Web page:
An integral detail in the story of Canoe, truly of Natalie herself, is that up until the beginning of this year she was leading a double-life. Teaching classes during the week and setting up shop at pop-ups and trade shows on the weekends was her norm, maintaining that the two halves of her world should persist separately. “You want to be able to say that what you’re doing is not just a passion, that you’re able to live your life doing what you want to do.” Even we can relate. “It’s the American Dream, right? We’re all hustling, we all want to make sure that we’re getting somewhere. We all have these milestones that we’re trying to hit.” The wisdom she imparted, though, was that over those years of reaching for goals she’d set, by the time she got to one, she was already halfway toward reaching another. “It’s been interesting, because it has been baby steps for both my husband and I in what we’re doing. That’s just reality, though.”

It just so happened that we caught Natalie at a pivotal moment in the life of Canoe, having just gone full-time into her role as a leatherworker after resigning a tenure-track position last December. For the past seven years, she has slowly yet steadily grown the spark that began in Canyon Lake, tirelessly breathing life into it’s sheltered flame, obtaining new levels of skill, and endlessly refining. Although she’s let go of opportunities she loved in the past, and teaching being an immeasurable passion, Natalie purports that everything has left a mark on her work. “All of those experiences have added up to what I’m doing with Canoe. It’s just that when you find your medium, you find your medium.”

Her voracious curiosity has not only been a tool in absorbing the intricacies of her craft, but helped to keep her incredibly humble and optimistic. With an explosion of leatherworkers popping up in the U.S. over the past few years, Natalie shows no signs of apprehension. In fact, she’s stoked. “It’s really exciting to see what other people are doing. I don’t feel closed off, because I know that what I’m doing with Canoe is very unique.” And it is. Her pieces represent an art and design background uncommon to the world of leatherwork, most of which is committed “traditional classics,” made with a more ruggedly refined craft approach. Not only is her work distinct in the crowd, but the possibilities excite her to no end, gushing that, “you can do it a zillion different ways.”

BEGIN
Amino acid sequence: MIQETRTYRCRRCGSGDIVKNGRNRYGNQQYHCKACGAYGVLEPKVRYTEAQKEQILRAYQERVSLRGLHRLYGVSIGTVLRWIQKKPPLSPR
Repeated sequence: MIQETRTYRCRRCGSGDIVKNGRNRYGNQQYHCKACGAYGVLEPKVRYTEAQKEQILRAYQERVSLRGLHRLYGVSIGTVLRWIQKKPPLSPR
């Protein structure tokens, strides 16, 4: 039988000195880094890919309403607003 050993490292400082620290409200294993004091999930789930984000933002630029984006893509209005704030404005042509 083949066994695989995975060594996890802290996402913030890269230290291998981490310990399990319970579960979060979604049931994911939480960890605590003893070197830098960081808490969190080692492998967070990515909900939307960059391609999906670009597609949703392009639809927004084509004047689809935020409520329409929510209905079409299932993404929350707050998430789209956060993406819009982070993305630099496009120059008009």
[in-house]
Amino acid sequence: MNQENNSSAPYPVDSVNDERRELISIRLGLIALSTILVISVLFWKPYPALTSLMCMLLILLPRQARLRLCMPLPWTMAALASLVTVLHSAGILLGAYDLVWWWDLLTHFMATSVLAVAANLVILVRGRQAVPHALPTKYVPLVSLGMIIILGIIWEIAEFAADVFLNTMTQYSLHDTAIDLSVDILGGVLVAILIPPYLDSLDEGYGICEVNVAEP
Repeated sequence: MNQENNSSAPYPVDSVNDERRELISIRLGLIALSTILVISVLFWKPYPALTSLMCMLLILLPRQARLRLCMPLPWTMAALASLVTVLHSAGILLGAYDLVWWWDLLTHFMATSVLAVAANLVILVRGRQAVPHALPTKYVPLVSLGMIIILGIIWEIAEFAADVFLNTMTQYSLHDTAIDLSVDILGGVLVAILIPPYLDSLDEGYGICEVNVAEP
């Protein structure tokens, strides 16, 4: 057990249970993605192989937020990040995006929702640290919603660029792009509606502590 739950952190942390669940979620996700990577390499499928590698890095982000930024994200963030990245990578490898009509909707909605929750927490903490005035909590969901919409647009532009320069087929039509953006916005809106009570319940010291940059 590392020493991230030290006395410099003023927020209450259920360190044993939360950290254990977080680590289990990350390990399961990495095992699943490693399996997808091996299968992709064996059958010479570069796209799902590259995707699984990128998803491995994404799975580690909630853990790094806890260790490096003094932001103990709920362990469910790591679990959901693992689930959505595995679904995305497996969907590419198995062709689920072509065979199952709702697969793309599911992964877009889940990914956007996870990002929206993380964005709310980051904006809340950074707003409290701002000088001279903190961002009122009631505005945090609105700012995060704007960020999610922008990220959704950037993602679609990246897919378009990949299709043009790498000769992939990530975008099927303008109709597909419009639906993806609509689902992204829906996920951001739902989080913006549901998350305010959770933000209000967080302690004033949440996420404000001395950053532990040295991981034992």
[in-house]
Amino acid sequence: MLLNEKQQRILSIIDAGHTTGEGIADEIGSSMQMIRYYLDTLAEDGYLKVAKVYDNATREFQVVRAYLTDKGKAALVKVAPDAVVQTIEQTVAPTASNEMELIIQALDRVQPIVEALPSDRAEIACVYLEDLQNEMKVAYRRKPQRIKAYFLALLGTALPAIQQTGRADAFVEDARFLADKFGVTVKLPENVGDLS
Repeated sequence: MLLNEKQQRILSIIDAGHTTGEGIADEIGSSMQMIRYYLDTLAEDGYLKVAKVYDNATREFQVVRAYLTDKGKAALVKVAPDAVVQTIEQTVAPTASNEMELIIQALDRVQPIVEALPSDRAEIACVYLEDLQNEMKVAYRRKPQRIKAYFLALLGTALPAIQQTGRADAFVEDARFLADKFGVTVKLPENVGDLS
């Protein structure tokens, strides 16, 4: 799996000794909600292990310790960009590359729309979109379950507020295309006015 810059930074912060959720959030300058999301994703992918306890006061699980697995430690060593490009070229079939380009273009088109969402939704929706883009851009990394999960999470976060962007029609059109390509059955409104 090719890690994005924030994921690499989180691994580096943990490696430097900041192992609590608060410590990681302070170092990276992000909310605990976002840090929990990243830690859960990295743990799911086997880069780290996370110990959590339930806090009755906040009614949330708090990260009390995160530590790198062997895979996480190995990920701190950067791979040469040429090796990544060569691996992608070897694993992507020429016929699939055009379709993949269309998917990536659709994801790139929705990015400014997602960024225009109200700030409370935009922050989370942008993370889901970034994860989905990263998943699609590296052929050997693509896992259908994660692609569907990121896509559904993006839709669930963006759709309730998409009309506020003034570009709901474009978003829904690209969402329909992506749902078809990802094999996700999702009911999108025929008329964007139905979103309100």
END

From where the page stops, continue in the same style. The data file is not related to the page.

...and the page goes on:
Although she’s confident in Canoe’s exceptional design (that even our amateur eyes can attest to), she’s still looking to her mentors, and the leatherwork masters like those she’s found in the Leathercraft Guild. “A lot of them have been doing leatherwork for 40 or 50 years. I mean, when you talk about mastering your craft, … it’s a whole other level.”

Despite her relative youth in the leatherwork community, Natalie is already a veteran of the maker movement. She’s seen waves of creatives come and go, from the early days of Renegade all the way to starting her own craft fair in Austin. Because her ascent has been gradual, she’s been able to see behind the curtain of maker movement fame. “There is no ‘big break.’ That’s something that I have learned over and over with both of my businesses, and watching other friends that have businesses that ‘made it big.’ They didn’t have one big break, they had so many small ones.” Instead of looking to be the next big thing, Natalie has been become her own best editor. “As I’ve gotten older, that’s what I do. I edit and edit until everything’s just getting distilled to be more of what I think I am.” This distillation has naturally transformed Canoe into a line unlike any of it’s competitors. “As you get older, you embrace your eccentricities. Instead of trying to emulate other things, [you accept] that this is what I gravitate towards, that this is what I want for myself.” Accepting and developing who you are in your work becomes the X-factor, its attraction unique to pure individuality.

Of all the advice Natalie gave, the piece that struck me most was about remaining humble in your current level of ability, and your approach to the work. Shaking her head and lamenting the memory of ruining three days worth of work on a piece because she rushed the last step, she reminded herself and us how imperative it is to, “Check your ego or whatever is distracting you, and pay attention to what you’re doing. You have to be present, and to learn that this isn’t going to be something that you can whip up in a day. Understanding that this is gonna be something that takes a while, and using that same patience and trying to apply it to my business is one of the biggest lessons I think I’ve ever learned.”


Reflecting on a Canoe piece gives away much of what it’s like talking with Natalie herself. There are influences of art, design, and lessons learned she’s eager to share. They’re accessible and handy, rippled in significance, and detailed in depth. There’s a sense of curiosity in her more artistic pieces, and a cloak of beauty enclosing the more practical. To her, the most interesting work will yield something modern, simple, and able to solve a problem, like her tooled leather light switch covers, the likes of which I doubt have ever been seen before in the leatherwork world.

With the new year dawning as the first she’ll be professing Canoe full-time, she’s also beginning to grow her studio from within, taking on a new assistant from Girls Guild, a local organization that connects artists with young makers looking to learn a skill. “Part of being a teacher is recognizing when people come to me seeking advice, and making time for that, to give that back. […] Those relationships are really important to me, so now that I’m not in the classroom, and have that back and forth relationship with my students, I can still have that with other makers, with apprentices,” and she adds with a welcoming nod to the future, “with people in the future who read with interview.”

With an equal measure of maturity and tenacity, Natalie’s love for her craft continues to supply her with challenges and triumphs aplenty. “It’s a craft that you can spend a lifetime learning,” she exclaims, in pronounced awe. “To me as a designer, that’s what keeps me excited, that I’m never going to know everything about this.” But rest assured, next time you check in on Canoe, she’ll still be hard after trying.